Jeff Lambert: 04:40 Okay. So I've created a common language between my departments. So they're sharing the same terms and they really are using the same metrics to measure, like we said, what exactly is a lead, what is an MQL, et Cetera, et cetera. Okay. What would be the next step that I would take?
Rod Rodriguez: 04:55 So the next step in aligning sales and marketing teams surrounds setting common goals. So if marketing teams set a goal based on clicks per social media post or views per video, those metrics are useless numbers to a sales team, who usually set goals based on actual revenue they raised.
Jeff Lambert: 05:15 Yeah, that makes sense. So instead of having two separate goals, so marketing's working on this and sales is working on this, there are now supporting each other in one goal basically?
Rod Rodriguez: 05:27 Absolutely. The key is to create a common goal for both teams to work together towards. A setting or a sales target both teams need to hit. And you'll see the daily communication between the group increase exponentially.
Jeff Lambert: 05:42 And what do you think is the result of doing that for both teams? In addition to increasing communication?
Rod Rodriguez: 05:49 Well, I think marketing will no longer focus on metrics that don't generate revenue and sales will take marketing efforts more seriously when attempting to engage potential leads.
Jeff Lambert: 06:03 So let's talk about maybe some questions that each employee should ask, whether they're in sales or marketing. Those common goals, like you said, that we're working towards. So if I have a new idea (and I'm in marketing) for a video, or if I'm in sales and I have a new idea to be able to pitch a lead to a potential customer, is there a common set of questions I could ask to layout exactly if this meets the goals of both departments?
Rod Rodriguez: 06:28 Sure. Uh, I think the first question and the most important question I think is, "does it solve for the customer?" So does the action help my customers solve for the customer? The second question I would look at is "does it solve for the company?" The third being "does it solve for the department?" And the fourth being "does it solve for me?"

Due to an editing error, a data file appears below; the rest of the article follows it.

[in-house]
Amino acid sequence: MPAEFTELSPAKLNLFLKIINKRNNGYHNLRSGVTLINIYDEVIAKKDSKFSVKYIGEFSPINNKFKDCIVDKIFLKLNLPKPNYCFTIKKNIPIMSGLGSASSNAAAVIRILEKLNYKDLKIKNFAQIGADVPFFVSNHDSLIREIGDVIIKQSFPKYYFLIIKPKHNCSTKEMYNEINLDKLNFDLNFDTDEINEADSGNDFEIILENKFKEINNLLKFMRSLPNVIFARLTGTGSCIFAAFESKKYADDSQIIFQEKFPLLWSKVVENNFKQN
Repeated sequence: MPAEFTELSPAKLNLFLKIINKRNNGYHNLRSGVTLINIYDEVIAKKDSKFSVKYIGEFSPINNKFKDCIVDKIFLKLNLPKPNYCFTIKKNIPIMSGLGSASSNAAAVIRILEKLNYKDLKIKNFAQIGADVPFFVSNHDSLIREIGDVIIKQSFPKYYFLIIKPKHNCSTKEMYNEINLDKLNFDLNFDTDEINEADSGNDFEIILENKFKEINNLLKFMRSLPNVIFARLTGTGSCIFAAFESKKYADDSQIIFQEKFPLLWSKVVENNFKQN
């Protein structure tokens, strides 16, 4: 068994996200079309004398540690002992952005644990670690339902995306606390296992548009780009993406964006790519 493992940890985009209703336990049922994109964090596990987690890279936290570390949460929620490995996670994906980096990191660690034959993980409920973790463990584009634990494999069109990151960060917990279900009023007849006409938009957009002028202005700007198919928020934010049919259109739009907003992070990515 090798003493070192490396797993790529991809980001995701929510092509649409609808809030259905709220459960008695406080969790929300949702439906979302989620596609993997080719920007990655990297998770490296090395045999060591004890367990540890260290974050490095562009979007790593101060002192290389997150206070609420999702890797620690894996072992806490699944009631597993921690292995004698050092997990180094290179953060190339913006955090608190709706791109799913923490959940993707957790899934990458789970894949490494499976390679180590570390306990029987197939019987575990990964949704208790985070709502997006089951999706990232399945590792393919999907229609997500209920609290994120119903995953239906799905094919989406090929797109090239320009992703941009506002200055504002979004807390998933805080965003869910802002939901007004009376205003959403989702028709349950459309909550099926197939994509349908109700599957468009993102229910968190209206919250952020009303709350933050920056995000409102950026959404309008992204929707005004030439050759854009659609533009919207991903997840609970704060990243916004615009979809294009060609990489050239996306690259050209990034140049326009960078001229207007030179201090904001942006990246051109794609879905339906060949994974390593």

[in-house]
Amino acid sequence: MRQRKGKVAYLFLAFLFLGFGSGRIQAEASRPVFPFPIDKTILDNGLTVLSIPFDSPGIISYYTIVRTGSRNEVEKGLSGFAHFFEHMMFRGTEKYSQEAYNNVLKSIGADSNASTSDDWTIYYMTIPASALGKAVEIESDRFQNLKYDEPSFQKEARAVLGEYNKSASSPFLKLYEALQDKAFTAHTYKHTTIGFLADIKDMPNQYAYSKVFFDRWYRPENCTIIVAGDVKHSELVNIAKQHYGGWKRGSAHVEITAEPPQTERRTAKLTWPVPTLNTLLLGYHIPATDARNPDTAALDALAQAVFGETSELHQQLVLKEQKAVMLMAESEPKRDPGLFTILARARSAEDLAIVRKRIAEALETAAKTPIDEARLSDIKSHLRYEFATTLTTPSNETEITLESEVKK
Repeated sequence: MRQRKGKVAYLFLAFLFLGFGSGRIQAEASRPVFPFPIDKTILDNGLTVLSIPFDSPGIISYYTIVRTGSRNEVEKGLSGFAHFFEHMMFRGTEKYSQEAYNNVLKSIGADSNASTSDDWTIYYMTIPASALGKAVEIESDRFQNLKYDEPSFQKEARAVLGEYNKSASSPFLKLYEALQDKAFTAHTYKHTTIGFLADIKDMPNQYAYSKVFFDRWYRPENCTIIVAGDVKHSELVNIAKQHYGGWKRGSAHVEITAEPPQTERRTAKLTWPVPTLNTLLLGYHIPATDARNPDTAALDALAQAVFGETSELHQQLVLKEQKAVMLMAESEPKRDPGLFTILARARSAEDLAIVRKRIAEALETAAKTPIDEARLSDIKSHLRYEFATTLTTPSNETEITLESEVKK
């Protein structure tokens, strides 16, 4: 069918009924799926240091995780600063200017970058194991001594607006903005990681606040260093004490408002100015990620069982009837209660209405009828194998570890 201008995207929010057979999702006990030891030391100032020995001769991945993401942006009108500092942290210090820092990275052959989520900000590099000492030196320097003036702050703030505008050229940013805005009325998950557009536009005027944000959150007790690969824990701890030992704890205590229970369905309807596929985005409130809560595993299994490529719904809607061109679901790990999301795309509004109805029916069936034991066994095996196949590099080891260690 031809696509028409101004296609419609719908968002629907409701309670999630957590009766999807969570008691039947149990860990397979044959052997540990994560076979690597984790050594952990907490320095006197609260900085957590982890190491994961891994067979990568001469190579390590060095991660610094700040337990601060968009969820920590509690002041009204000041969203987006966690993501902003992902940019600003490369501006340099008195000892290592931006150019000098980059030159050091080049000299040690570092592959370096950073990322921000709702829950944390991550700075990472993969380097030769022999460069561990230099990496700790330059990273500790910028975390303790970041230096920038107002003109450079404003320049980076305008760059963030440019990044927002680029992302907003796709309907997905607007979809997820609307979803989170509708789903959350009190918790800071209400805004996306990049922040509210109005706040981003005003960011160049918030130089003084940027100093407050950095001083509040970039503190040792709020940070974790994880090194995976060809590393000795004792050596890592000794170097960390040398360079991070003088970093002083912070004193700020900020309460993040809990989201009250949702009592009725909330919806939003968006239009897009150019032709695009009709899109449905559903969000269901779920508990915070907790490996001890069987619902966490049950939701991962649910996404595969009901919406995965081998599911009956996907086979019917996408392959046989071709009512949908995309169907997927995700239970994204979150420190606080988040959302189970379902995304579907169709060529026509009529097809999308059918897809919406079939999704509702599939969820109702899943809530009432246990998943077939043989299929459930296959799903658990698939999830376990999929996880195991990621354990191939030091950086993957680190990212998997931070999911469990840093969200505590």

Jeff Lambert: 06:50 Okay. And by asking those four questions, I can really think about if what I'm trying to work on meets the common goal that I've set.
Rod Rodriguez: 06:59 Absolutely.
Jeff Lambert: 07:00 I hear this term a lot thrown around in terms of marketing and it talks about "vectors." Can you jump into that term a little bit and how it may relate to this?
Rod Rodriguez: 07:10 Sure. I think Elon Musk famously stated that every person on the team is a vector. Your progress is determined by the sum of all vectors. So you know, Musk, what he meant by vectors, is that he was referring that each member of an organization, if all members aren't pulling in the same direction towards the same goals, no progress can be made.
Jeff Lambert: 07:36 And that right there is one reason in itself to eliminate competition between departments. Okay. So as a business owner or a leader in my company, I've started off by creating some common language that can be used by both marketing and sales. And we've talked about setting common goals. So people are working on the same overall progress for the company. I think these are two great places for us to start with in terms of helping our listeners be able to figure out how to do this alignment and for the sake of time I want to go ahead and make sure that we go into this a little bit more so we're going to be doing a part two to our listeners so stay tuned for the next episode and we're going to go over a couple of more tips that you can take when it comes to being able to merge your marketing and sales efforts. And Rod, as always, thank you for coming to talk about this topic with us.
Rod Rodriguez: 08:30 Absolutely. Thanks for having me Jeff.
Jeff Lambert: 08:31 And we just want to say thank you again for joining us for today's episode everybody. Remember you can expect a new episode every week day. It's always going to be no longer than 10 minutes and it's always filled with advice is going to help you grow your business. And remember, if you're looking for inexperienced, friendly and results driven team that can help your organization checkout risen by going go risen.com that's arisen with the z. You can also follow us on Facebook, Instagram, Twitter, and Linkedin by searching for the username risen inbound. That's one word, risen inbound. Remember, you can also help us reach new people by leaving a review on your podcast app of choice. As always, thank you for your support and we'll see you on the next episode.